An Ongoing Exploration into the Many Worlds of Early 20th-Century Escapist Literature

An Ongoing Exploration into the Many Worlds of Early 20th-Century Escapist Literature -- Crime and Adventure, Fantasy and Science-Fiction, Horror and Weird

Friday, November 1, 2013

"The Seed from the Sepulchre" -- Clark Ashton Smith (WEIRD TALES, October 1933)

For those who are aficionados of such things, the "Holy Trinity" of Weird Tales authors are generally reckoned as H.P. Lovecraft, Robert E. Howard, and Clark Ashton Smith. Beginning his career as a poet with a macabre and fantastic bent, Smith was encouraged to turn his hand to prose fiction by Lovecraft, with whom he maintained an extensive correspondence over the years (though to be fair, everyone Lovecraft corresponded with ultimately ended up with an enormous volume of letters having been sent back and forth).  Smith's work lacks the grim goriness of Howard or the bleak cosmic outlook of Lovecraft, and instead brings a touch of fantasy or whimsy to the darkness; while many of his tales were fairly straight forward stories of ghouls, ghosts and extraterrestrials, quite often his stories would take unusual turns or contain hidden jokes (for example, in "The Seven Geases," the subhuman Voormis dwell in caves on Mount Voormithadreth - which sounds an awful lot like a lisped 'Voormis' address'). Today's story is more of a straightforward piece of macabre adventure, and can be read here.

James Falmer and Roderick Thone, professional orchid hunters, decide to try their hand at another profession -- treasure hunters.  Hearing rumors of a crumbling ruin raised by forgotten hands, deep in the jungles of Venezuela, in which unimaginable quantities of gold and silver have been buried, they set off in search with two local guides.  Thone is laid up with fever a day's trip from the ruin, and Falmer presses on ahead.  He returns withdrawn and taciturn, initially only saying that he'd found the ruin but that legends of treasure were false.

As a fever grips him, Falmer becomes more talkative; he explains, frenzied and horrified, that in the great pit that served the people of that ruin as an ossuary, he encountered the dried remains of some monstrous plant, its roots and vines threaded through multiple human skeletons, apparently having sprouted from the bodies of the dead; brushing against it, he got a face full of some grayish powder, like spores of some sort.  And now the pain in his head is becoming unbearable, like something inside trying to get out...

At first glance, this is a fairly straightforward Weird Menace story with human protagonists struggling to survive against a killer plant.  But looking beneath the surface suggests that there's a lot more going on here.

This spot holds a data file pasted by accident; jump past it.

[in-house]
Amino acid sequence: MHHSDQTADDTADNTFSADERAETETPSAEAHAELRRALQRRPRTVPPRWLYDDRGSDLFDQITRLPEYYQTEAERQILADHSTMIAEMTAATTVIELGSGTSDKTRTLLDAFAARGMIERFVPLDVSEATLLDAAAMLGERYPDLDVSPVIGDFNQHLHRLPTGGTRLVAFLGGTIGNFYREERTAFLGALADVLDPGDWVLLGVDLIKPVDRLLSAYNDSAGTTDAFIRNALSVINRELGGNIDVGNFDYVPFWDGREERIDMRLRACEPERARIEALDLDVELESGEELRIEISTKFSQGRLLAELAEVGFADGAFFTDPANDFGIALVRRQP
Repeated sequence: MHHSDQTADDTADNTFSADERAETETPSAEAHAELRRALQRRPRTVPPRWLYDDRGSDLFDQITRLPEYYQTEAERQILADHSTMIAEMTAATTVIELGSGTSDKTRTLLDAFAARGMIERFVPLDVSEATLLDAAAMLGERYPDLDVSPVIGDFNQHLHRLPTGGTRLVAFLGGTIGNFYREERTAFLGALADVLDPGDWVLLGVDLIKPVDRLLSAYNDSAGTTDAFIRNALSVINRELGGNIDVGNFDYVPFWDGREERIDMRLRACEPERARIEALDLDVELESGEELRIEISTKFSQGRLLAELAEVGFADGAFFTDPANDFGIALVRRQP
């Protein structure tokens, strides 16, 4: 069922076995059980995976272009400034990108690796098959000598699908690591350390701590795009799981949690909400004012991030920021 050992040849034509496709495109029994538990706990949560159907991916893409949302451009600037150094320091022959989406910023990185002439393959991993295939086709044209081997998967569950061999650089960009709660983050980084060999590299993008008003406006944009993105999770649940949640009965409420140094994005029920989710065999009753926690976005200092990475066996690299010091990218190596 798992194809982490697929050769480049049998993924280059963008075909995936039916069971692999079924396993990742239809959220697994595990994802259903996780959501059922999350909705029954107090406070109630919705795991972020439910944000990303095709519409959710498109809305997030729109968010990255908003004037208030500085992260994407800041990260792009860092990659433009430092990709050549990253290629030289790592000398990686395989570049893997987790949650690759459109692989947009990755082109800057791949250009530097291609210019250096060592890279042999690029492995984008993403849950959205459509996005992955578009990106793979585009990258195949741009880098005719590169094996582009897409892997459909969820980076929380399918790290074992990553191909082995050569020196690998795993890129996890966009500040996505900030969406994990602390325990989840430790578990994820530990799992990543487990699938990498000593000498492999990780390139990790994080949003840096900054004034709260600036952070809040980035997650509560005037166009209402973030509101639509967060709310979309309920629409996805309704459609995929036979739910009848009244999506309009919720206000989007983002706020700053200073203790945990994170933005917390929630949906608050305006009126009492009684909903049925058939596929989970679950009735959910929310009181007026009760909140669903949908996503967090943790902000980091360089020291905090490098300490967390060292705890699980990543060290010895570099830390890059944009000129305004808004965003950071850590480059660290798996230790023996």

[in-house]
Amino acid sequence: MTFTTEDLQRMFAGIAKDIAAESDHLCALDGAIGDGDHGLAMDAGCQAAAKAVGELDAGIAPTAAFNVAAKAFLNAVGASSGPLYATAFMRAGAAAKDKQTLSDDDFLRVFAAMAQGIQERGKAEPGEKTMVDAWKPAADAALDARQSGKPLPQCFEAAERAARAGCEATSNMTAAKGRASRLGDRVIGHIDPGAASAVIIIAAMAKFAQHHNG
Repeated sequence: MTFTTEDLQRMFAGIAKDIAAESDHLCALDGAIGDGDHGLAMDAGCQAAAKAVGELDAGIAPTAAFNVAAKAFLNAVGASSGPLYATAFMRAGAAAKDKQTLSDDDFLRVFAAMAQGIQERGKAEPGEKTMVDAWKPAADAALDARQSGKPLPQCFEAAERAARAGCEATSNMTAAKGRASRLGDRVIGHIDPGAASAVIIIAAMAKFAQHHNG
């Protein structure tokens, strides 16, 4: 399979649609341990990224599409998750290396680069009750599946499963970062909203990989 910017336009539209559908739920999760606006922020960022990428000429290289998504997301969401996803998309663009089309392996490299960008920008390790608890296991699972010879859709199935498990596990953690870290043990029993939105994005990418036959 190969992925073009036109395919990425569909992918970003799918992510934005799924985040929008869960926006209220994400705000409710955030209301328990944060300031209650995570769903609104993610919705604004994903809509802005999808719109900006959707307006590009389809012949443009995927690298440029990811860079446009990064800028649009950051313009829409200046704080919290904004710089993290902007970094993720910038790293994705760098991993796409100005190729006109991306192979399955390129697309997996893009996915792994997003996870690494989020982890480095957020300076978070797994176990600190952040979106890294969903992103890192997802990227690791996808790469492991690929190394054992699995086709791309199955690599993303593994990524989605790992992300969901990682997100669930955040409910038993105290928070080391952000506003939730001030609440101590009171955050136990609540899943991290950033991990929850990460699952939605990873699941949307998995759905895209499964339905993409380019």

First off, it's kind of really left to the reader to decide if there actually is a killer plant that roots itself in the human brain and then threads its vines through the entire body.  Both men are stricken with tropical fever during the story, and the killer plant could very well be the result of delirium and hallucinations brought on by disease, dehydration and who knows what else.  Is the plant rooting its way through Falmer or is he slowly dying of some nameless disease up a forgotten tributary of the Orinoco? Thone is our viewpoint character here, and he's bedridden with fever from the very beginning of the story - hardly the most reliable of narrators.

But, assuming the plant is real, Smith gives us some tantalizing hints about its nature - and then leaves the reader to draw their own conclusions.  Falmer describes the ruins as resembling no civilization's he's seen, and as being like something from another world.  Perhaps they are.  Perhaps they were raised by inhuman hands in some unimaginably remote epoch of Earth's past, and the plant was something that came with them from some other world to Earth.

Or maybe they're not alien; maybe it's some strange development, some quirk of evolution deep in the jungle that had its chance, didn't quite make it, but left a viable seed pod, buried in the ossuary, waiting to be disturbed and dispersed to try again.  In a world where there are plants that smell like rotting meat to attract flies as pollinators and plants that trick prey into climbing into a vat of digestive fluids, whose to say a plant that survives by rooting itself in animal tissue and feeding on that is unrealistic? And after all, there's no reference to the bones the plant had been rooted in being non-human...but, to play devil's advocate, there's also no firm evidence to suggest the people buried in the ruined city are its original builders.

Now I'm just going back and forth and it's making my head hurt.

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